Solutions to 7 Sticky Snacking Situations
Snacks can easily be something to grab-n-go! Whether you invest a little effort to prep snacks ahead of time or purchase one of the many available options at the grocery store, a quick snack “helps bridge the gap between meals,” as Kimberlain puts it.
It used to be that eating between meals was a “no-no.” Snack food was often equated with junk food. But no more! Eating healthy snacks in between meals can give you an energy boost, keep you satisfied and help prevent overeating at meals. The right snacks can add fiber and nutrients to your day without an abundance of calories.
Many people know this but still end up stretched thin and starving by the next meal or dragged down by fat and calories. Why? Several obstacles can stand in the way of snacking smart. We dug in with the help of Amy Kimberlain, RD, Spokesperson for the Academy of Nutrition and Dietetics in Miami, Florida, to find solutions for seven common snack problems.
Follow These 7 Solutions
NO PREP TIME
Snacks can easily be something to grab-n-go! Whether you invest a little effort to prep snacks ahead of time or purchase one of the many available options at the grocery store, a quick snack “helps bridge the gap between meals,” as Kimberlain puts it. She suggests protein packs, nuts pre-portioned with dried fruit or simply a banana or apple. An individual tuna salad kit complete with crackers is another quick option. Even a package of peanut butter sandwich crackers or small 1.5 ounce energy bar works.
If you think you need to avoid snacking to curb overall intake, think again. Kimberlain comments that “going too long without eating may sometimes lead to overeating.” Crunchy fruit or vegetables provide bulk with fewer calories, such as fresh fruit bowl, celery sticks, baby carrots, sliced cucumbers, mini bell peppers, and sugar snap peas. Those are light enough to combine with a couple tablespoons yogurt dip or hummus. Items under 150 calories like these Avocado Turkey Roll Ups and Strawberry Coconut Energy Bites, as well as low-sodium V8® juice, also serve for calorie-controlled snacking.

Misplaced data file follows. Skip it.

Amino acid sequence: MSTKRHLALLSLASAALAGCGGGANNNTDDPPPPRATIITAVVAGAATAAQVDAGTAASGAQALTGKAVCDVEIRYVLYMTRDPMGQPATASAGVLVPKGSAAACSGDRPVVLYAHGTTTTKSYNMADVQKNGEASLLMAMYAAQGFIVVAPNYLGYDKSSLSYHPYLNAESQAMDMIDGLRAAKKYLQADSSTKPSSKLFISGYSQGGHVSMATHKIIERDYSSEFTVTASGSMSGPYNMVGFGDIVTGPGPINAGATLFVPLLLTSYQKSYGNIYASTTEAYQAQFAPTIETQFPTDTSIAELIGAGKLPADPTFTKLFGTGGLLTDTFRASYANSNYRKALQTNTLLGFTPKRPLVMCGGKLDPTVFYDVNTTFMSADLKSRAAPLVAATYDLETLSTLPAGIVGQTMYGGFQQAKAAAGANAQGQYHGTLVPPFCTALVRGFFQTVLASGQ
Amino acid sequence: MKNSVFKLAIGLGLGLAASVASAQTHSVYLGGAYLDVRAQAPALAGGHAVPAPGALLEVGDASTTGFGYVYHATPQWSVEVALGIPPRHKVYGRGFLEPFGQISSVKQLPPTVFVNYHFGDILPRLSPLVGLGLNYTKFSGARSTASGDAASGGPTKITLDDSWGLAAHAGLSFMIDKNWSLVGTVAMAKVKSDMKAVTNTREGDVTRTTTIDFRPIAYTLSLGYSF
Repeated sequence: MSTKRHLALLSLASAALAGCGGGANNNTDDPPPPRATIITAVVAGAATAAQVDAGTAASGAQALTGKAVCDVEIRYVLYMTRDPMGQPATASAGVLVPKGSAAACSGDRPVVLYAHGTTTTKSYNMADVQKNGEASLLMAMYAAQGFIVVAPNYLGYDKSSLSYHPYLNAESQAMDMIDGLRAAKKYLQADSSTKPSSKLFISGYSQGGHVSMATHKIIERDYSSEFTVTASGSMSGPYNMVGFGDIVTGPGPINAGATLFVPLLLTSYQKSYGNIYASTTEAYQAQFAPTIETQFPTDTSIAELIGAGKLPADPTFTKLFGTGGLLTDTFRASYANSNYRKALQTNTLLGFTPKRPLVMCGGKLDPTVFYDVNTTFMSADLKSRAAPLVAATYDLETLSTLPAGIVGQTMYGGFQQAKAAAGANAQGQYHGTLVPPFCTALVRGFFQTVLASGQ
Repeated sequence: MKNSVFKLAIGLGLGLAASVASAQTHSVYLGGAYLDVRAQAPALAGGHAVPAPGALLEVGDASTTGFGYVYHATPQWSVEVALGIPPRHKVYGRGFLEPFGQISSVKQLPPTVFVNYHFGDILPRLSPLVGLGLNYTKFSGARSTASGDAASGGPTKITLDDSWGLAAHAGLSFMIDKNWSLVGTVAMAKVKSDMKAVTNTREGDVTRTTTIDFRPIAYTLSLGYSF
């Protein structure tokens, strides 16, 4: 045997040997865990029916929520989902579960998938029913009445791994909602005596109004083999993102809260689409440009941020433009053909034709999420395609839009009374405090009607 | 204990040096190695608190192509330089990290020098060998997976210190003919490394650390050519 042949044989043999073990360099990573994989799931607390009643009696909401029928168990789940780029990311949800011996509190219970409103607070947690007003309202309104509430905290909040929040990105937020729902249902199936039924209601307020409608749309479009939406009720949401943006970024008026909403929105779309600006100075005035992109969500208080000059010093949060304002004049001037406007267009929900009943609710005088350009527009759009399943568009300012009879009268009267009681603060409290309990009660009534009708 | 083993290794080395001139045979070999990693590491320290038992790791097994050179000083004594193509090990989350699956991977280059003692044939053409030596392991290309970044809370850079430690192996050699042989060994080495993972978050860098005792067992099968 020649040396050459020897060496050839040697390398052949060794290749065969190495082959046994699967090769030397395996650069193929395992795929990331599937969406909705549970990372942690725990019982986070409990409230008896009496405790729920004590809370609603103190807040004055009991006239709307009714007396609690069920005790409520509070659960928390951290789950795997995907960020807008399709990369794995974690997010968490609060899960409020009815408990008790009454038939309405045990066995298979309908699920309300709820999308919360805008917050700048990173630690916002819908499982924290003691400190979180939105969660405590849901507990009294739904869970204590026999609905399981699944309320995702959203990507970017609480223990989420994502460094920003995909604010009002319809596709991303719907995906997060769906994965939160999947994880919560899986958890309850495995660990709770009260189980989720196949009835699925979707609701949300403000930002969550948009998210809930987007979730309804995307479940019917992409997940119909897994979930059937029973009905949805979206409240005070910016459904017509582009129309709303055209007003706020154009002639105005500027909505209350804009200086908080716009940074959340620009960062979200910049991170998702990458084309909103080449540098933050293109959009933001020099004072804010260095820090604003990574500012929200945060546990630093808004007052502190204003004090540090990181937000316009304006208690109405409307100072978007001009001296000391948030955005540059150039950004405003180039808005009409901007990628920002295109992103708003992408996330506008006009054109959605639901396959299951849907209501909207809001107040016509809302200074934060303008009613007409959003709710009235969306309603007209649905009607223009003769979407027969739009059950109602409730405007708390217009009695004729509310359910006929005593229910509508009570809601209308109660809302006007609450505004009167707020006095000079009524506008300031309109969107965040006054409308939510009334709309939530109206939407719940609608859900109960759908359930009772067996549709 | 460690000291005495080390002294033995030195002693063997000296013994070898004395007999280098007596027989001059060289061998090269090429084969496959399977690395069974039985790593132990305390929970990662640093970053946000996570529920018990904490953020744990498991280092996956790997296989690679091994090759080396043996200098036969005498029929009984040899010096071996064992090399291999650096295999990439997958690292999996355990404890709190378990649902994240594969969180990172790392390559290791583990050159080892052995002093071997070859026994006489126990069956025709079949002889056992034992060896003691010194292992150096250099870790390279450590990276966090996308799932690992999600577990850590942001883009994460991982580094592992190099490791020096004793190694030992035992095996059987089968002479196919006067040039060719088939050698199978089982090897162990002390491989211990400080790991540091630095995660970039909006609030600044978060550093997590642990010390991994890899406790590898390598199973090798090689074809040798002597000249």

Sensible snack choices can be part of a heart-healthy diet! Low-saturated fat foods that have moderate protein or high fiber will satisfy between meals. Pick items with 2 or more grams of fiber per serving. Functional foods that include omega-3 fatty acids or calcium + vitamin D are also heart-smart. Our top recommendations include grapes & almonds, peach & nonfat cottage cheese, and a whole-wheat waffle with 1 Tbsp. peanut butter and a few berries. Create your own 3-ingredient trail mix with 1 cup pretzels or dry cereal, 1/4 cup raisins or other small dried fruit, and 1/4 cup cashews or pistachios; makes 4 servings.
ATTACK OF THE MUNCHIES
Having a salty, crunchy snack craving can lead you to grab a not–so–healthy treat. Goodbye chips — Kimberlain states, “There are several savory foods you can purchase ahead of time and portion out at home to meet your salt cravings. This way you can grab a healthy snack to take to work, instead of grabbing something salty from the vending machine.” Find a microwave low-sodium popcorn in single-serve (usually 100 calorie) bags. Try seasoned roasted chickpeas, dry roasted seaweed sheets or freeze dried crunchy veggies. Aim for 200 mg or less total sodium per snack.